Bulb field pesticides found in babies’ nappies: report

Windmills in Dutch bulb fields.

Depositphotos.com

People who live nex to bulb fields are exposed to up to ten times the concentrations of pesticides compared to people who live more than 250 metres away, according to current affairs programme Zembla.

The figures come from research commissioned by the infrastructure minister after it transpired there are no specific safety measures in place for the 2.2 million people who live near agricultural fields where pesticides are used.

Some 5.7 million kilos of chemicals were sprayed on Dutch fields in 2017, mostly by bulb growers.

The report, by a  group of independent toxicologists, found a year-round increased presence of the chemicals, both in people’s gardens and inside the home.




Although the research did not include the effects of the chemicals on health, the report recommends that crop treatment with chemicals should take place at least ‘a couple of hundred metres from urban areas with people with families’, Utrecht University toxicologist Martin van den Berg told Zembla.

Head of the research group professor Roel Vermeulen confirmed children in particular would be sensitive to the effects of pesticides.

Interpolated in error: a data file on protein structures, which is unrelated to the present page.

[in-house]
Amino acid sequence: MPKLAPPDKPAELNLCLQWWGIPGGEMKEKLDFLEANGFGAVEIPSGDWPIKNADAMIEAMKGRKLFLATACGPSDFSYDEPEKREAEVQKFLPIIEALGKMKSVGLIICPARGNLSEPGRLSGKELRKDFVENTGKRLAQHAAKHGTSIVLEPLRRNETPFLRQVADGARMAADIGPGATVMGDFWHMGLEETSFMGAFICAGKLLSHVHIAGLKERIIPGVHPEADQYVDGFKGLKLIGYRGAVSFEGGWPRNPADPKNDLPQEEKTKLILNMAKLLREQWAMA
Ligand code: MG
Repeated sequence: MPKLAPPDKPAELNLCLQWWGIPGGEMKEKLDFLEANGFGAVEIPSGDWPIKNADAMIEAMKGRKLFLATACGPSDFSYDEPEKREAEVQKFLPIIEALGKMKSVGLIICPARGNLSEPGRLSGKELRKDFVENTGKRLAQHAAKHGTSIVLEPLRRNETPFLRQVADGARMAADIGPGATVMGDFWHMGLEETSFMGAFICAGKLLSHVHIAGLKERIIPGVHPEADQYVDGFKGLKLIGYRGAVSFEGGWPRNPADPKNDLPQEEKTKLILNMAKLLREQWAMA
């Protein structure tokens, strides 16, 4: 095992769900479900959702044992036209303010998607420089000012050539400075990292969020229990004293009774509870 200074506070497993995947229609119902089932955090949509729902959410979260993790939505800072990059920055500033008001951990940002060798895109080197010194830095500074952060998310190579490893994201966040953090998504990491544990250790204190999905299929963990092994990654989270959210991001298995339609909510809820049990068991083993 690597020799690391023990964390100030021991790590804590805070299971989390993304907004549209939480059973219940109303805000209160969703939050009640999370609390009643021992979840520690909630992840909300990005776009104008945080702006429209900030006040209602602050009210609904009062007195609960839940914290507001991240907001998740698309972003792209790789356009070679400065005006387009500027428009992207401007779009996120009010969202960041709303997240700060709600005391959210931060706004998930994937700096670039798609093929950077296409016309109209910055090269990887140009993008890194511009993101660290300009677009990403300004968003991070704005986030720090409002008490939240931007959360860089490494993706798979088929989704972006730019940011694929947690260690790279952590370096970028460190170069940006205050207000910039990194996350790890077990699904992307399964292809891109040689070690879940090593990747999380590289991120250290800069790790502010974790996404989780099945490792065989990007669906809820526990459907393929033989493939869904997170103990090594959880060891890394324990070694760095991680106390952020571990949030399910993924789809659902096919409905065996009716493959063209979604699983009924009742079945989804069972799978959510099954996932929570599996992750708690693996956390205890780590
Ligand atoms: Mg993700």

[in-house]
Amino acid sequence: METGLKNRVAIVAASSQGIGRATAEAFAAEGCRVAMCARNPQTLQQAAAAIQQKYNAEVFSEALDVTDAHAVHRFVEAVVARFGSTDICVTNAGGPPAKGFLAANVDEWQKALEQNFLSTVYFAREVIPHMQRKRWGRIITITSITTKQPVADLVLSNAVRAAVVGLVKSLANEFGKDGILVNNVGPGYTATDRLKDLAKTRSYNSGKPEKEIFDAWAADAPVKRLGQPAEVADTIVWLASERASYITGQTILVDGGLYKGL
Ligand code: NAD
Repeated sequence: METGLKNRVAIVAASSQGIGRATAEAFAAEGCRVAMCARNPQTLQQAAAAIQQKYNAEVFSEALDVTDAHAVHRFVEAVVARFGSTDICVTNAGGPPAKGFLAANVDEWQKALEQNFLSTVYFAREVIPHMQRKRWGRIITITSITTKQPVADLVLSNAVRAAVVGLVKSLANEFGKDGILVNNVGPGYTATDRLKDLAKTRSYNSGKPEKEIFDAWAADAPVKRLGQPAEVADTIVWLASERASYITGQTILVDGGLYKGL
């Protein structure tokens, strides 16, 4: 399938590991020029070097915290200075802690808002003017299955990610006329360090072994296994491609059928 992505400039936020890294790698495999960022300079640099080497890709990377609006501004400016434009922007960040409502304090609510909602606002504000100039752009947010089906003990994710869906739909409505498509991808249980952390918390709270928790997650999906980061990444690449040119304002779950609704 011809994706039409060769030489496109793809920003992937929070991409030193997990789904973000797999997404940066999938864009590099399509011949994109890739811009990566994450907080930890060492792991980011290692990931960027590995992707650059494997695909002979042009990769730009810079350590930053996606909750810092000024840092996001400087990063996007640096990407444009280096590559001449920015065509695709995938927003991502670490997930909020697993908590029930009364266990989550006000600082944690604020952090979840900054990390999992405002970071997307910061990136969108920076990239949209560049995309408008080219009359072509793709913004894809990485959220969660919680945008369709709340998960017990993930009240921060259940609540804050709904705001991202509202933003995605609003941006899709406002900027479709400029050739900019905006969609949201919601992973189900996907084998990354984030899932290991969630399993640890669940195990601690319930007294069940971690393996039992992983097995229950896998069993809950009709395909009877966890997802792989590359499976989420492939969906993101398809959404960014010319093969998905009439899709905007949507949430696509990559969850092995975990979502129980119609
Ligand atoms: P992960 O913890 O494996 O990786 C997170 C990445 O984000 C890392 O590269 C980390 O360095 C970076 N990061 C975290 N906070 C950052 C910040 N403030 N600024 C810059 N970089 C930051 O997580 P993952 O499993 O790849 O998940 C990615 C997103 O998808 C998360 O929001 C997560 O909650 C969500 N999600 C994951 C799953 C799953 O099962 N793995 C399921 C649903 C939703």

‘The main conclusion is the presence of higher concentrations of pesticides within the 250 metre radius,’ Vermeulen said. ‘Pesticides were found in urine samples of adults and in babies’ nappies, and children in particular are extra sensitive to their effects on health.’

More research is need to establish how damaging the effects are but in the meantime the government should apply the prevention principle, Van den Berg said. ‘If you are not sure if the amount of poison you are exposed to actually leads to damage to health, but you can’t say it doesn’t, you must opt for less exposure,’ he told Zembla.

Three years

It is the first time the degree of exposure to chemicals used in agriculture has been measured in such detail.

The research, which took place over three years, looked at the concentrations of chemicals in urine, dust, air, and gardens. ‘It was unique because we could establish that over a longer period of time and at bigger distances from the fields there were still elevated concentrations of pesticides present,’ Van den Berg said.

The final report will be presented to the relevant ministries at the end of April.


DutchNews.nl has been free for 12 years, but now we are asking our readers to help. Your donation will enable us to keep providing you with fair and accurate news and features about all things Dutch.
Donate via Ideal, credit card or Paypal.